Bulkheads can, and often do, leak. As was said, in plastic boats, they will eventually fail, so they should be reinforced with float bags or storage bags (if gear is carried) in the compartment as well.


I disagree on your take on a plastic…
boat bulkhead.

We have twenty year old plastic sea kayaks and I have never had to reseal the bulkheads.

We have five year old high end carbon/kevlar QCC’s, and I have already had to reseal them.

It is what is used as a sealant and what material the bulkhead is made from.

A high density foam bulkhead will give with the flex of the hull

Jack L

She’s talking about boat owner installed
bulkheads in plastic boats, so there may not be ground for disagreement. I know Necky and other companies have long, successful, experience putting bulkheads in plastic boats.

My take is actual experience

– Last Updated: May-31-14 12:59 PM EST –

First sea kayaks were plastic - CD Squall and Necky Elaho (DS). After a year of use I was getting a couple of cups of water into one of the bulkheads in the Squall, I forget which. By the time I sold her I found resealing twice a year was a better idea. The Elaho was also getting a little water in towards the end of the first season, but I was not responsible for that maintenance so I don't recall if it progressed. Won't sink the boat, but suggest that plastic boats will not always stay dry.

By the way, the bulkheads in those plastic boats were exactly what you describe, dense foam sealed around the edges, and both were dry for the first season.

Among the fiberglass boats - two NDK, two Valley and one P&H Vela, all sea kayaks - just one of the NDK boats has a small leak that might be the bulkhead. Not sure - it has been at the least elusive to figure out. The rest of the bulkheads in the glass boats are dry despite mostly years of use and abuse including rocks and an occasional drop off the roof of a car. But then we tend to be attracted to those crappily made Brit boats...

The OPer might have your experience. Or ours. What we found is not unique among other with whom we have paddled.

Interesting. I will have to keep an eye
on my Necky, which probably is of the same vintage as your Elaho.

It occurs to me that, to the extent that hatches are not only watertight but approach air tightness, expansion and contraction of air within the bulkheads, due to temperature changes or to mechanical force on the hull, is going to want to breach the bulkhead seal.

That wouldn’t be a problem for the contents of the rear bulkhead of my Looksha Sport, because my weight is such that I don’t carry more than the “ten essentials” and a light lunch. Maybe I’ll find one of my c-1 or k-1 whitewater float bags and just loosely inflate it in the rear compartment as insurance.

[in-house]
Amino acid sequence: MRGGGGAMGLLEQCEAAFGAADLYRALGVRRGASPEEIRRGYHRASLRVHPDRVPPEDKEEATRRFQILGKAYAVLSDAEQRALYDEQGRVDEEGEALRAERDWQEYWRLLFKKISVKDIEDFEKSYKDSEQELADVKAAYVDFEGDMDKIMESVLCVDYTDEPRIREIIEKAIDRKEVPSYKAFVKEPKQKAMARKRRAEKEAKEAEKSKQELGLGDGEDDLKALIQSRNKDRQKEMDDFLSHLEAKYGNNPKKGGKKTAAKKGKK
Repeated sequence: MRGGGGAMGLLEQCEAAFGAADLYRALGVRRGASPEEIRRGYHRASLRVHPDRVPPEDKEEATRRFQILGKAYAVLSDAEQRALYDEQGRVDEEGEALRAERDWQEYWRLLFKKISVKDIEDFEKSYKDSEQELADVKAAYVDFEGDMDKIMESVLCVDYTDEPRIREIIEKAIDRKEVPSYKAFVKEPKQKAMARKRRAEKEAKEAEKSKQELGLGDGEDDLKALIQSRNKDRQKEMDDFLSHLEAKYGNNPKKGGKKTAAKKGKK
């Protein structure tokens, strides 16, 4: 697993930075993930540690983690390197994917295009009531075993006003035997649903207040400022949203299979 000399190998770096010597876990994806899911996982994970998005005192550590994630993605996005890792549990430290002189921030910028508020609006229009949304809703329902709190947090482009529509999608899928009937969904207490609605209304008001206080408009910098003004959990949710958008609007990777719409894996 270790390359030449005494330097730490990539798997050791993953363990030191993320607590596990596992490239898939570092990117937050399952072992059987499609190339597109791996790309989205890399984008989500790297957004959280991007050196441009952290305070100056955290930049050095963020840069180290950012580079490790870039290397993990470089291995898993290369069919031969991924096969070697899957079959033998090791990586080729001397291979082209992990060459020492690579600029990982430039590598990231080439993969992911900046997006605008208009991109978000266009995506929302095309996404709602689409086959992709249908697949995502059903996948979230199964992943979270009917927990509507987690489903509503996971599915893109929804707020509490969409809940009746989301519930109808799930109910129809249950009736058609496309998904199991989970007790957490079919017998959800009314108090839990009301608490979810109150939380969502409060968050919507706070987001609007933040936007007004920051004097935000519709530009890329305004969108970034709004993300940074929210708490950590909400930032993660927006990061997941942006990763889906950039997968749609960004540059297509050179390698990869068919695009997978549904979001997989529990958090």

While the response is odd
A bulkheaded stern compartment won’t make it “safe”.

legalese hairsplitting
…but I agree with the float bag recommendation.

Yes & No.
Under normal circumstances, yes a “sealed” compartment of closed cell foam & trapped air will add floatation to your kayak. However do not rely on a bulkhead with a rubber cover for safety floatation. My Wilderness Systems Pungo has that same system (factory installed, with no leaks in the bulkhead seal). Last summer while kayaking I decided to take a swim. While trying to climb back in, I flipped the kayak, filling it mostly with water. Having a pfd on, I wasn’t too concerned, especially since I had a sealed bulkhead, right? Well as I climbed on top of the stern end (bulkheaded end, which was floating high in the water, while the bow sunk), the pressure caused the hatch cover to blow off & she started sinking. Lake was only 10’ deep, so I wasn’t totally SoL, but let’s say it wasn’t a fun day from that point on. Wife & kids were in their boats & helped me bail mine out, but I bought float bags for all our kayaks after that.

So in my experience, no, a bulkhead won’t keep you afloat in the time when you need it most. Float bags are far superior. Just be careful of sharp objects around them.

For the record- I was climbing on the stern in an effort to get the cockpit out of the water so we could bail it out. Looking back it would obviously have been smarter/safer to just tow the half sunken boat & me back to shallower water to work on it, but it seemed easy enough to carry out my initial rescue plan. Hindsight…

after about 10 years, most of the bulkheads on the plastic boats I used leaked to some degree. They were bone dry through the early years and, over time, had a cup, then a liter, and eventually became fairly useless.

This has a lot to do with storage, admittedly, but plastic hulls (particularly on longer boats) tend to deform over time.

I can’t comment on boats made in the last 5-7 years, though I have no reason to believe that these are any more reliable (though they may be).